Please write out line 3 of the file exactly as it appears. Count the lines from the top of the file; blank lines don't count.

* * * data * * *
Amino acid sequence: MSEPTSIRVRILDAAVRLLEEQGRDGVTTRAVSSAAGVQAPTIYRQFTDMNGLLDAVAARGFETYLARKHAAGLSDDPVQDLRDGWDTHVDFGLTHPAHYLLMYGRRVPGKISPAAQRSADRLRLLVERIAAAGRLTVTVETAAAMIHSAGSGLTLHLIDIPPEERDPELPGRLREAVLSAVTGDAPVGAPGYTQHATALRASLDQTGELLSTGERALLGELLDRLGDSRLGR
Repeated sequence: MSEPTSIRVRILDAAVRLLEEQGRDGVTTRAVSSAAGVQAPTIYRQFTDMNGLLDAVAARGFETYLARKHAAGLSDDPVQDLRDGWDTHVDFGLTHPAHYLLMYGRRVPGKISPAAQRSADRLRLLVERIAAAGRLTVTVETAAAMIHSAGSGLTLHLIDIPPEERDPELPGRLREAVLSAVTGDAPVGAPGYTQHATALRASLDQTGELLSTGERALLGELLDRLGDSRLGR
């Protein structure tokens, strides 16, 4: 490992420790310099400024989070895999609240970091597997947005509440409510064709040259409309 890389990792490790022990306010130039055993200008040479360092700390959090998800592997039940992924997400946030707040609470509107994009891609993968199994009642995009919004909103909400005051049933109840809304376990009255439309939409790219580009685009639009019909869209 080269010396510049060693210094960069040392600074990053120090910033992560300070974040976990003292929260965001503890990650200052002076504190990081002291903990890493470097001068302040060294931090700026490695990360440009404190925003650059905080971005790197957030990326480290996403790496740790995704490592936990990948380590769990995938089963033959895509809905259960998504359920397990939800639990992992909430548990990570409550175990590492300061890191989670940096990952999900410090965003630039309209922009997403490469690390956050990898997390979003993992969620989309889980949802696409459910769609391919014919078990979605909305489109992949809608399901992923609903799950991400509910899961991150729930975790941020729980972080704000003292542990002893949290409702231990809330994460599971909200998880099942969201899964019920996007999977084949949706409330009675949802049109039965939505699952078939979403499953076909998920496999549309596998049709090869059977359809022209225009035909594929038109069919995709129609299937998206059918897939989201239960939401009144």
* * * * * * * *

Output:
């Protein structure tokens, strides 16, 4: 490992420790310099400024989070895999609240970091597997947005509440409510064709040259409309 890389990792490790022990306010130039055993200008040479360092700390959090998800592997039940992924997400946030707040609470509107994009891609993968199994009642995009919004909103909400005051049933109840809304376990009255439309939409790219580009685009639009019909869209 080269010396510049060693210094960069040392600074990053120090910033992560300070974040976990003292929260965001503890990650200052002076504190990081002291903990890493470097001068302040060294931090700026490695990360440009404190925003650059905080971005790197957030990326480290996403790496740790995704490592936990990948380590769990995938089963033959895509809905259960998504359920397990939800639990992992909430548990990570409550175990590492300061890191989670940096990952999900410090965003630039309209922009997403490469690390956050990898997390979003993992969620989309889980949802696409459910769609391919014919078990979605909305489109992949809608399901992923609903799950991400509910899961991150729930975790941020729980972080704000003292542990002893949290409702231990809330994460599971909200998880099942969201899964019920996007999977084949949706409330009675949802049109039965939505699952078939979403499953076909998920496999549309596998049709090869059977359809022209225009035909594929038109069919995709129609299937998206059918897939989201239960939401009144």